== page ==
For the first time, there is a clear specification that certain personal information must be stored within the PRC territory. The word "certain" here does not refer to the content or type of personal information, but to the collectors and the channels of collection, that is “personal information collected and generated by the key information infrastructure operators in their operations within the PRC territory”. In other words, not all personal information collected by network operators has to be stored within the PRC territory, only the personal information collected and generated by “key information infrastructure operators” during “their operations”. This requirement also applies to "critical data" meeting the above conditions, although the Cyber Security Law does not define "critical".
Once an operator falls within the definition of a “key information infrastructure operator”, the Cyber Security Law will directly affect what it can and can’t do with its users’ personal information – ie whether it can transfer personal information and critical business data abroad. In today’s global economy, domestic and foreign markets are often integrated. The reality is that personal information and business data frequently flow across borders, particularly in businesses that provide "information services" via the internet. Therefore, substantial limitations and impediments may significantly affect the business operations of certain enterprises.
The Cyber Security Law does provide leeway for such restrictions though. If a key information infrastructure operator needs to transfer personal information or critical data out of the PRC territory for business purposes, the Cyber Security Law allows it to do so after "conducting a security assessment in accordance with the measure jointly formulated by the State cyber administration and other relevant departments of the State Council". However the threshold of this security assessment is not yet known and it appears that the language used (such as “for business purposes” and “needs to transfer out of the PRC territory") gives relevant authorities huge discretion.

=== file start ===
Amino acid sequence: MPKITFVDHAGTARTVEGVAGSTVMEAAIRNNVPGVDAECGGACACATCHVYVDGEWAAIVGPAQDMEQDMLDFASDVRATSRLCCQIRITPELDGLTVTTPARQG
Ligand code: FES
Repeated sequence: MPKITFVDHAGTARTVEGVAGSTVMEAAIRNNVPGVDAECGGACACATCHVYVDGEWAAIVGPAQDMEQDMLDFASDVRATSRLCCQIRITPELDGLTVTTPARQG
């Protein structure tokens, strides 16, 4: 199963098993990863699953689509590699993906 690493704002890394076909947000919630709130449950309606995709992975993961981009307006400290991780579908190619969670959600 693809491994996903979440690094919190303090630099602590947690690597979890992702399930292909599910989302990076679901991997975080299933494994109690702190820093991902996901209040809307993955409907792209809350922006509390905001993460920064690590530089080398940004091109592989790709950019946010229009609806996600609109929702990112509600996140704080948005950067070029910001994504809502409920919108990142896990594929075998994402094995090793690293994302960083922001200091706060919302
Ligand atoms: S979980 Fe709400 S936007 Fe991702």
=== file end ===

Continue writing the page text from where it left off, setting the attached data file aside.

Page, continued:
5 Special requirements for “key network equipment and specialised cyber security products”
In addition to the regulation of network operators, the Cyber Security Law enacts special requirements for “key network equipment and specialised cyber security products”. Such equipment and products “shall only be sold or provided after being certified as secure by, or meeting the requirements of security inspection conducted by, qualified entities, in accordance with the compulsory requirements of relevant national standards”. This means that any enterprise “selling” or “providing” such equipment or products must comply with the relevant provisions, even if it is not a network operator.
The State cyber administration and relevant departments of the State Council will determine the list of such equipment and products. Relevant enterprises should pay close attention to the publication of this list.
Cyber security: What’s next?
China’s Cyber Security Law is a significant piece of legislation for market participants. . But while it provides rules and requirements, the Cyber Security Law still leaves a series of gaps to be filled, due to the complex and sensitive nature of the issue. These gaps will largely determine the implementation of the Cyber Security Law.
Domestic and foreign enterprises which appears to not be covered by the Cyber Security Law should thoroughly understand the provisions regardless, and pay close attention to how it is implemented. Failure to do so may result in non-compliance caused by a lack of knowledge or misunderstanding of the relevant regulatory requirements.
Editor’s note: this article was simultaneously published on Chinalawinsight.com